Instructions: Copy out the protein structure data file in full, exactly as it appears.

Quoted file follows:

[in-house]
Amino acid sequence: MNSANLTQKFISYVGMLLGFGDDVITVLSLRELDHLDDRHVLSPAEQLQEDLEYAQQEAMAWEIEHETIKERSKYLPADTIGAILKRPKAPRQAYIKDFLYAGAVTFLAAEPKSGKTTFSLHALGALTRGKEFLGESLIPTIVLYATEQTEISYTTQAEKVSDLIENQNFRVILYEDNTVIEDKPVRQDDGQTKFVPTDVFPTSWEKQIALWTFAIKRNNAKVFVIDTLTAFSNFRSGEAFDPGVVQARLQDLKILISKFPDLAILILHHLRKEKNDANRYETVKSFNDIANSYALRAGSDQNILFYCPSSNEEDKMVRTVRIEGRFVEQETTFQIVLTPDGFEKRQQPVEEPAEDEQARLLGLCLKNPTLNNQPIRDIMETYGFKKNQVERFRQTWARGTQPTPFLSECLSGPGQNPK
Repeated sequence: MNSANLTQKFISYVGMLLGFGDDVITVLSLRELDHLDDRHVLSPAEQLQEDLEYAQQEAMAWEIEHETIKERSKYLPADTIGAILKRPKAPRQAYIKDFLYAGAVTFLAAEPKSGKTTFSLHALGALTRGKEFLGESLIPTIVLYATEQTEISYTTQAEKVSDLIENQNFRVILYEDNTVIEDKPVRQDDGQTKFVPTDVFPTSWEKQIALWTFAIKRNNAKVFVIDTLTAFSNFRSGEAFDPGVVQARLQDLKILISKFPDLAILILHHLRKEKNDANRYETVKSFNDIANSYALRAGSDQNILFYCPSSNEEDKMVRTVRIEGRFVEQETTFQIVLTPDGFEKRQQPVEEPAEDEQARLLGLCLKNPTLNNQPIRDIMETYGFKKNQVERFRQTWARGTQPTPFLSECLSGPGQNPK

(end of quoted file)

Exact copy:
[in-house]
Amino acid sequence: MNSANLTQKFISYVGMLLGFGDDVITVLSLRELDHLDDRHVLSPAEQLQEDLEYAQQEAMAWEIEHETIKERSKYLPADTIGAILKRPKAPRQAYIKDFLYAGAVTFLAAEPKSGKTTFSLHALGALTRGKEFLGESLIPTIVLYATEQTEISYTTQAEKVSDLIENQNFRVILYEDNTVIEDKPVRQDDGQTKFVPTDVFPTSWEKQIALWTFAIKRNNAKVFVIDTLTAFSNFRSGEAFDPGVVQARLQDLKILISKFPDLAILILHHLRKEKNDANRYETVKSFNDIANSYALRAGSDQNILFYCPSSNEEDKMVRTVRIEGRFVEQETTFQIVLTPDGFEKRQQPVEEPAEDEQARLLGLCLKNPTLNNQPIRDIMETYGFKKNQVERFRQTWARGTQPTPFLSECLSGPGQNPK
Repeated sequence: MNSANLTQKFISYVGMLLGFGDDVITVLSLRELDHLDDRHVLSPAEQLQEDLEYAQQEAMAWEIEHETIKERSKYLPADTIGAILKRPKAPRQAYIKDFLYAGAVTFLAAEPKSGKTTFSLHALGALTRGKEFLGESLIPTIVLYATEQTEISYTTQAEKVSDLIENQNFRVILYEDNTVIEDKPVRQDDGQTKFVPTDVFPTSWEKQIALWTFAIKRNNAKVFVIDTLTAFSNFRSGEAFDPGVVQARLQDLKILISKFPDLAILILHHLRKEKNDANRYETVKSFNDIANSYALRAGSDQNILFYCPSSNEEDKMVRTVRIEGRFVEQETTFQIVLTPDGFEKRQQPVEEPAEDEQARLLGLCLKNPTLNNQPIRDIMETYGFKKNQVERFRQTWARGTQPTPFLSECLSGPGQNPK